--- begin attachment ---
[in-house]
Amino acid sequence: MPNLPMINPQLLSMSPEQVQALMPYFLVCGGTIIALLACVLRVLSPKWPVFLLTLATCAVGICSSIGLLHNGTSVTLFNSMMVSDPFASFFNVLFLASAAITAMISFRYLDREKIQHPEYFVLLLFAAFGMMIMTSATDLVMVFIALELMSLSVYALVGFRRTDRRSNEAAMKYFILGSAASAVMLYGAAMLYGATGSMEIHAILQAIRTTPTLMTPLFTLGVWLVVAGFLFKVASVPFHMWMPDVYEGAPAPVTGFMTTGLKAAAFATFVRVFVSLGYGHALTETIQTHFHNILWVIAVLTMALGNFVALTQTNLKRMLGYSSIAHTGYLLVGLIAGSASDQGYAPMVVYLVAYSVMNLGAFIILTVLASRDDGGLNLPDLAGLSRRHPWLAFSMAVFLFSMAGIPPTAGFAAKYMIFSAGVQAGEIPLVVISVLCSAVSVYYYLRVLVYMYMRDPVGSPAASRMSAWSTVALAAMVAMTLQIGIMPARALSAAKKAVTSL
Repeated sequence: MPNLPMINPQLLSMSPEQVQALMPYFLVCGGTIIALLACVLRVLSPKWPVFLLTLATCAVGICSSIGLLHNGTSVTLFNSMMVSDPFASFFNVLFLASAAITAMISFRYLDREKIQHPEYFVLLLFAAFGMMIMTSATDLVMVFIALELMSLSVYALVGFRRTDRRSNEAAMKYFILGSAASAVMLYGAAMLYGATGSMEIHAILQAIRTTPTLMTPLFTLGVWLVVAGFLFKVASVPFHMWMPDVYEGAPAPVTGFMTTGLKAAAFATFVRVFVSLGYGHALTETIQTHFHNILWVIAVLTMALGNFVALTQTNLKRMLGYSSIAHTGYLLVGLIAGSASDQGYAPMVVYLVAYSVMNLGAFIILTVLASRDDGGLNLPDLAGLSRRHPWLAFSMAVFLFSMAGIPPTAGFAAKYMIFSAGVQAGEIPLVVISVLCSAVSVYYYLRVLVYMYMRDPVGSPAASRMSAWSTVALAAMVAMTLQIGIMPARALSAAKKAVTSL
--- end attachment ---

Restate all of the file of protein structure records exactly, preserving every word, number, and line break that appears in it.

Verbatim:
[in-house]
Amino acid sequence: MPNLPMINPQLLSMSPEQVQALMPYFLVCGGTIIALLACVLRVLSPKWPVFLLTLATCAVGICSSIGLLHNGTSVTLFNSMMVSDPFASFFNVLFLASAAITAMISFRYLDREKIQHPEYFVLLLFAAFGMMIMTSATDLVMVFIALELMSLSVYALVGFRRTDRRSNEAAMKYFILGSAASAVMLYGAAMLYGATGSMEIHAILQAIRTTPTLMTPLFTLGVWLVVAGFLFKVASVPFHMWMPDVYEGAPAPVTGFMTTGLKAAAFATFVRVFVSLGYGHALTETIQTHFHNILWVIAVLTMALGNFVALTQTNLKRMLGYSSIAHTGYLLVGLIAGSASDQGYAPMVVYLVAYSVMNLGAFIILTVLASRDDGGLNLPDLAGLSRRHPWLAFSMAVFLFSMAGIPPTAGFAAKYMIFSAGVQAGEIPLVVISVLCSAVSVYYYLRVLVYMYMRDPVGSPAASRMSAWSTVALAAMVAMTLQIGIMPARALSAAKKAVTSL
Repeated sequence: MPNLPMINPQLLSMSPEQVQALMPYFLVCGGTIIALLACVLRVLSPKWPVFLLTLATCAVGICSSIGLLHNGTSVTLFNSMMVSDPFASFFNVLFLASAAITAMISFRYLDREKIQHPEYFVLLLFAAFGMMIMTSATDLVMVFIALELMSLSVYALVGFRRTDRRSNEAAMKYFILGSAASAVMLYGAAMLYGATGSMEIHAILQAIRTTPTLMTPLFTLGVWLVVAGFLFKVASVPFHMWMPDVYEGAPAPVTGFMTTGLKAAAFATFVRVFVSLGYGHALTETIQTHFHNILWVIAVLTMALGNFVALTQTNLKRMLGYSSIAHTGYLLVGLIAGSASDQGYAPMVVYLVAYSVMNLGAFIILTVLASRDDGGLNLPDLAGLSRRHPWLAFSMAVFLFSMAGIPPTAGFAAKYMIFSAGVQAGEIPLVVISVLCSAVSVYYYLRVLVYMYMRDPVGSPAASRMSAWSTVALAAMVAMTLQIGIMPARALSAAKKAVTSL